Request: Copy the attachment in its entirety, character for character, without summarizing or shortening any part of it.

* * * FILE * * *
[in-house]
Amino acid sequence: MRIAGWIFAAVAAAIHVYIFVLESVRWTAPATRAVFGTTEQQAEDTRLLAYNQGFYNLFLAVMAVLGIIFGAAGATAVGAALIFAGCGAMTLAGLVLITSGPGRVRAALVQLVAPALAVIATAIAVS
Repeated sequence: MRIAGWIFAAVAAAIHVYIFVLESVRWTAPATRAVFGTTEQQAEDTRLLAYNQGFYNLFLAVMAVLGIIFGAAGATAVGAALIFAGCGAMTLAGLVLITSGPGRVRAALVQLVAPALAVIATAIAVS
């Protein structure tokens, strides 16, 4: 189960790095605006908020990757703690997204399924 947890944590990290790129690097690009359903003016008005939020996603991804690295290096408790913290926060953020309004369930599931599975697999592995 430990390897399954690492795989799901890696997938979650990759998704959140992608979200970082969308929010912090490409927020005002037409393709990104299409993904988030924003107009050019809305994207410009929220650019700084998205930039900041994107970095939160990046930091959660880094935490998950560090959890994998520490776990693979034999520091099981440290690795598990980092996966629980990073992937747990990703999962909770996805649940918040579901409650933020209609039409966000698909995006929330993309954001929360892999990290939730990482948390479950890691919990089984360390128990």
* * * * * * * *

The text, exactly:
[in-house]
Amino acid sequence: MRIAGWIFAAVAAAIHVYIFVLESVRWTAPATRAVFGTTEQQAEDTRLLAYNQGFYNLFLAVMAVLGIIFGAAGATAVGAALIFAGCGAMTLAGLVLITSGPGRVRAALVQLVAPALAVIATAIAVS
Repeated sequence: MRIAGWIFAAVAAAIHVYIFVLESVRWTAPATRAVFGTTEQQAEDTRLLAYNQGFYNLFLAVMAVLGIIFGAAGATAVGAALIFAGCGAMTLAGLVLITSGPGRVRAALVQLVAPALAVIATAIAVS
């Protein structure tokens, strides 16, 4: 189960790095605006908020990757703690997204399924 947890944590990290790129690097690009359903003016008005939020996603991804690295290096408790913290926060953020309004369930599931599975697999592995 430990390897399954690492795989799901890696997938979650990759998704959140992608979200970082969308929010912090490409927020005002037409393709990104299409993904988030924003107009050019809305994207410009929220650019700084998205930039900041994107970095939160990046930091959660880094935490998950560090959890994998520490776990693979034999520091099981440290690795598990980092996966629980990073992937747990990703999962909770996805649940918040579901409650933020209609039409966000698909995006929330993309954001929360892999990290939730990482948390479950890691919990089984360390128990």